Alright Team Rise or Fall fam it’s time for another MLB DFS Lineup Weekly GPP Report for DraftKings. This is another chapter in the series that hopes to help you improve your DFS game.
The NFL DFS reports helped us make money by identifying that about 75% of the time, quarterbacks in winning lineups came from games within the five highest implied totals on the slate. The NBA DFS report helped us see that a salary floor of $49,700 was a great starting point for building lineups.
Last week’s MLB DFS Lineup Weekly GPP Report focused on stacking. Building stacks is the most important aspect of winning at MLB DFS. Today I want to take a look at pitching/pitchers and lineup construction.
All of the information below comes from the Fantasy Cruncher Lineup Study and Lineup Rewind features. I say this all the time and it bears repeating again: You’re doing yourself a disservice if you’re A) Not using Fantasy Cruncher and B) Not using all of the tools Fantasy Cruncher makes available.
I took a look at 20 slates from May 20, 2021 through June 8, 2021 for the following information. We always have to keep in mind sample size before applying any data. Nothing that I write should be taken as gospel that you use to build your lineups, and then hop in the Team Rise or Fall Discord to flood the comments with “It didn’t work. I lost my money. You guys suck.” These are building blocks. I’m looking for something solid that we can rely on but it doesn’t mean everything I write is the end all be all. Ok, enough of that. Let’s get to the data.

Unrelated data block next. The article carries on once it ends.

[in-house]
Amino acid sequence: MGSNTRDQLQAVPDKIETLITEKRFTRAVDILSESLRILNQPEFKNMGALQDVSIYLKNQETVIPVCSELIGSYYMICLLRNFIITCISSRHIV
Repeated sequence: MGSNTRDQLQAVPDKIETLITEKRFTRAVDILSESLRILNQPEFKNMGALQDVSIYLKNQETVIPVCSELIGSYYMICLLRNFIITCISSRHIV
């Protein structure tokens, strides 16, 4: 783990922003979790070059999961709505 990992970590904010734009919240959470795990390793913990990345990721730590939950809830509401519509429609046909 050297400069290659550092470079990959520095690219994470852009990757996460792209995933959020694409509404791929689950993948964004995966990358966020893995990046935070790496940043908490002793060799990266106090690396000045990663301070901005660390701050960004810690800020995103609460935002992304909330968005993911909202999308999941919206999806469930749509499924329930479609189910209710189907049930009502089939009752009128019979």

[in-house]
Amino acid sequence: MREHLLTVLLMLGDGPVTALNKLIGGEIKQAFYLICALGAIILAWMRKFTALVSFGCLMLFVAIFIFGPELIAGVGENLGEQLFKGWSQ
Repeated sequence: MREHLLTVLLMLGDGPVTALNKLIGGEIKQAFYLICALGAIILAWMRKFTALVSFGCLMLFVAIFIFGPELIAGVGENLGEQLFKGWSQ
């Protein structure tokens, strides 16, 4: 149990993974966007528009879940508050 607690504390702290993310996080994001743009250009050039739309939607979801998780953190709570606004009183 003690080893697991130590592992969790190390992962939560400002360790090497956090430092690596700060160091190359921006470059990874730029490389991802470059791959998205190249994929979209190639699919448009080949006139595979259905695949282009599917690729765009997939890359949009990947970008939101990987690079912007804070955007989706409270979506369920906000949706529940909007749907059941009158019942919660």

The average salary for the 40 pitchers from the 20 slates I analyzed is 9.1K. Here’s how the salaries broke down for the 40 pitchers:
Some of this information is slate dependent. If there’s a six-game slate and we’re in the 4th or 5th spot in the pitcher rotations then the highest salaried pitcher might be in the 8K range. But for the most part we can see that the winning lineups are paying up at the pitcher spot (77.5% of pitchers had a salary of 8K or more.)
Vegas odds are a huge part of MLB DFS. We have to use the implied run totals to guide us to the top offenses. And we can also look at the odds of a team/pitcher winning. Fantasy Cruncher has the win percentage as one of their data points.
The average win percentage for the 40 pitchers I reviewed was 57.19%. That’s kind of a “No duh” moment. Of course pitchers that are expected to win show up more often than pitchers that are given a low probability of winning.
Here’s the breakdown of the win percentage ranges for pitchers for DraftKings MLB DFS:
You can see that 25% of pitchers came from the 40% and 30% ranges. That obviously means that 75% of pitchers in the winning lineups had a win percentage of 50% or greater. I don’t know about you but if something is working 75% of the time (IN A SMALL SAMPLE SIZE) then that’s probably something that I’m going to try to work to my advantage.
The most talked about aspect of DFS is ownership. It doesn’t matter if you’re talking with your buddies or listening to a tout, ownership ALWAYS comes up in the conversation.